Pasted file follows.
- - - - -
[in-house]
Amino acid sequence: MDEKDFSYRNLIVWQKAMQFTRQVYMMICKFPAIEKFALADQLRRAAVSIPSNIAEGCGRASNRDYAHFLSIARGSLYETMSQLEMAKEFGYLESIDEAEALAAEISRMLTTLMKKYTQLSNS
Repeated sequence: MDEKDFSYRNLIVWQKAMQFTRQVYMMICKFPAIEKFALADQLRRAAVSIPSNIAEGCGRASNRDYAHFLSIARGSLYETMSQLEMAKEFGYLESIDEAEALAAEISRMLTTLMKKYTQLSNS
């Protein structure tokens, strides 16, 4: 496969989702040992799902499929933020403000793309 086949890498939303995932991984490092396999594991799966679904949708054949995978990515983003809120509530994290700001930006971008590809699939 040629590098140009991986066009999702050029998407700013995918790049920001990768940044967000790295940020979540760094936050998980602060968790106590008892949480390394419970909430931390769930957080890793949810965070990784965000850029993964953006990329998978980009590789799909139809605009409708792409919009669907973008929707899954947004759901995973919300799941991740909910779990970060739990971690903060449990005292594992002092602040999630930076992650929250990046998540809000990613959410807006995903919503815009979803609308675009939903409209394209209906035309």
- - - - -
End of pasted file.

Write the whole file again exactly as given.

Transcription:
[in-house]
Amino acid sequence: MDEKDFSYRNLIVWQKAMQFTRQVYMMICKFPAIEKFALADQLRRAAVSIPSNIAEGCGRASNRDYAHFLSIARGSLYETMSQLEMAKEFGYLESIDEAEALAAEISRMLTTLMKKYTQLSNS
Repeated sequence: MDEKDFSYRNLIVWQKAMQFTRQVYMMICKFPAIEKFALADQLRRAAVSIPSNIAEGCGRASNRDYAHFLSIARGSLYETMSQLEMAKEFGYLESIDEAEALAAEISRMLTTLMKKYTQLSNS
């Protein structure tokens, strides 16, 4: 496969989702040992799902499929933020403000793309 086949890498939303995932991984490092396999594991799966679904949708054949995978990515983003809120509530994290700001930006971008590809699939 040629590098140009991986066009999702050029998407700013995918790049920001990768940044967000790295940020979540760094936050998980602060968790106590008892949480390394419970909430931390769930957080890793949810965070990784965000850029993964953006990329998978980009590789799909139809605009409708792409919009669907973008929707899954947004759901995973919300799941991740909910779990970060739990971690903060449990005292594992002092602040999630930076992650929250990046998540809000990613959410807006995903919503815009979803609308675009939903409209394209209906035309």